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Version: v3.x beta

Getting Started


Let's build an API.

In this guide we'll walk through using Hasura DDN.

If you're new here, you're likely going to be introduced to new terminology, tools and concepts in the next few pages. Don't worry, they will quickly become second nature to you.

Notes on the getting started section

In the next pages, we'll guide you through the process of building an API locally and thereafter, deploy it to Hasura DDN cloud.

You'll also notice the frequent use of verbose, explicit CLI commands throughout this section. This is by design. The DDN CLI is crafted to perform tasks atomically, enabling you to achieve specific outcomes efficiently while enabling further convenience and automation in later versions, and for users to add it for themselves.

We also recommend that you use your own data sources to effectively grok the concepts we're covering. However, when connecting a data source, we'll share some sample connection strings with you.

Hasura In a nutshell

Hasura DDN combines multiple data sources and logic into a single, inter-related and high-performance API.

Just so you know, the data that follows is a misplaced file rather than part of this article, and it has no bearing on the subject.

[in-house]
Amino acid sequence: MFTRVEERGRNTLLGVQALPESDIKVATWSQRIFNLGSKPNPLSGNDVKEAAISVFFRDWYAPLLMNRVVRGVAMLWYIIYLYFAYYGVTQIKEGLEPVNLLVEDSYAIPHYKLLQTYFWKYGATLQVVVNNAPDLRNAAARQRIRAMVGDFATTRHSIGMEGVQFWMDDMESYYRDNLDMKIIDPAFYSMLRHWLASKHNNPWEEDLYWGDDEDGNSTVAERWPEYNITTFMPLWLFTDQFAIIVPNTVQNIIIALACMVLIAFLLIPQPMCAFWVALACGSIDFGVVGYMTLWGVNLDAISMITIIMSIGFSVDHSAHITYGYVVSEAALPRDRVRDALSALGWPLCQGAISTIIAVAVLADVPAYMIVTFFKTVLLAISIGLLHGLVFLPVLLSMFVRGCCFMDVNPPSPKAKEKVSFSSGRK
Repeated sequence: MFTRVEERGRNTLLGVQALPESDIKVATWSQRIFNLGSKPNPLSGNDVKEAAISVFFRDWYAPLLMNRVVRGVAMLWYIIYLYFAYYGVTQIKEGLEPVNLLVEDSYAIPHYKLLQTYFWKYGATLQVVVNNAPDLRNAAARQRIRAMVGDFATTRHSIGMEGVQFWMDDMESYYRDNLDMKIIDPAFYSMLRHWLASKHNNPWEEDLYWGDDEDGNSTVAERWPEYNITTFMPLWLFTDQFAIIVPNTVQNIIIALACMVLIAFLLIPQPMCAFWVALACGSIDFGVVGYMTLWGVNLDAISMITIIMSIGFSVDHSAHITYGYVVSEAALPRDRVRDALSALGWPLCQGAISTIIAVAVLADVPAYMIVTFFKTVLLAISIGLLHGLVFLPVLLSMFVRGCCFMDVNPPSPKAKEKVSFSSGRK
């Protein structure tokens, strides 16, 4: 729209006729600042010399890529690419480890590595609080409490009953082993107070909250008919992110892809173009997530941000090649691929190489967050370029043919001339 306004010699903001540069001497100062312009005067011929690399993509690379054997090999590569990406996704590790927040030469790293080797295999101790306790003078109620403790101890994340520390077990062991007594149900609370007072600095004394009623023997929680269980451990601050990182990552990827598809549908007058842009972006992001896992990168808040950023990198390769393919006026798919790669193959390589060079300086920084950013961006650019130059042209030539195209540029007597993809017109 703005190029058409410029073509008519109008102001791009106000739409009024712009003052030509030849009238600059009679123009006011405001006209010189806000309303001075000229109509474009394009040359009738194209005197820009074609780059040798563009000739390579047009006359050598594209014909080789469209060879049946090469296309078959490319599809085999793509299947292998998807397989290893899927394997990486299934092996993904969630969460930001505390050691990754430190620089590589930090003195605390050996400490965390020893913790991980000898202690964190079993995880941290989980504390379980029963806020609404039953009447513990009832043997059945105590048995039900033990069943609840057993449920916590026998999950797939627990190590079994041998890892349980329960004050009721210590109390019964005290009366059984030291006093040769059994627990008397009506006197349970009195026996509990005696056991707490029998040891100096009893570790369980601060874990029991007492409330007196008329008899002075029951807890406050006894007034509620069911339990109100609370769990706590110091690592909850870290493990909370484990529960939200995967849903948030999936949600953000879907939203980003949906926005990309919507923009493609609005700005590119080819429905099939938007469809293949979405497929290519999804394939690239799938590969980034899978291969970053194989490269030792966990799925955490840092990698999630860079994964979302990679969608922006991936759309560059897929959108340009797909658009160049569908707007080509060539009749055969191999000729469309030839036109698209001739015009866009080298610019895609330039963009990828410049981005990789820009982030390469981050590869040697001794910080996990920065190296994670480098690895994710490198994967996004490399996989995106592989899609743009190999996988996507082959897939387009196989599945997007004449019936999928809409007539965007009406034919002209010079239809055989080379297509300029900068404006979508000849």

The entire API is defined in metadata with a YAML-like syntax.

The collection of these metadata objects together is known as a supergraph and is separated into logical, self-contained sections called subgraphs.

A valid supergraph is compiled into an immutable build, which powers the resultant API. In turn, the API build is run by the Hasura Engine and can be hosted on Hasura DDN (Data Delivery Network).

Within subgraphs, data connectors are configured to facilitate the connection and communication with any kind of data source, (databases, APIs, business logic functions, etc.). Data connectors are separate, decoupled, standalone pieces of software from the Hasura Engine and are authored by Hasura, the community, or you can build your own.

Subgraphs contain configuration for all aspects of their functioning, including data types, data models, commands (think functions) data access permissions, and relationships across data.

Subgraphs can correspond to distinct data sources, or to a specific data domain. They have their own development lifecycle and allow different teams to work on different parts of the supergraph at the same time without stepping on each other's toes.

Hasura DDN includes the Hasura CLI, which is used to create and manage all aspects of your project as well as a plugin for IDEs which help you author and validate your metadata objects.

Hasura DDN also includes a Console for querying the API as well as a visual explorer for browsing the supergraph, it's subgraphs and the data sources which connect to them. On the Console you're also able to track and trace the performance of your API.

Next steps

Let's get started. Jump to the Prerequisites page with the forward arrow link below.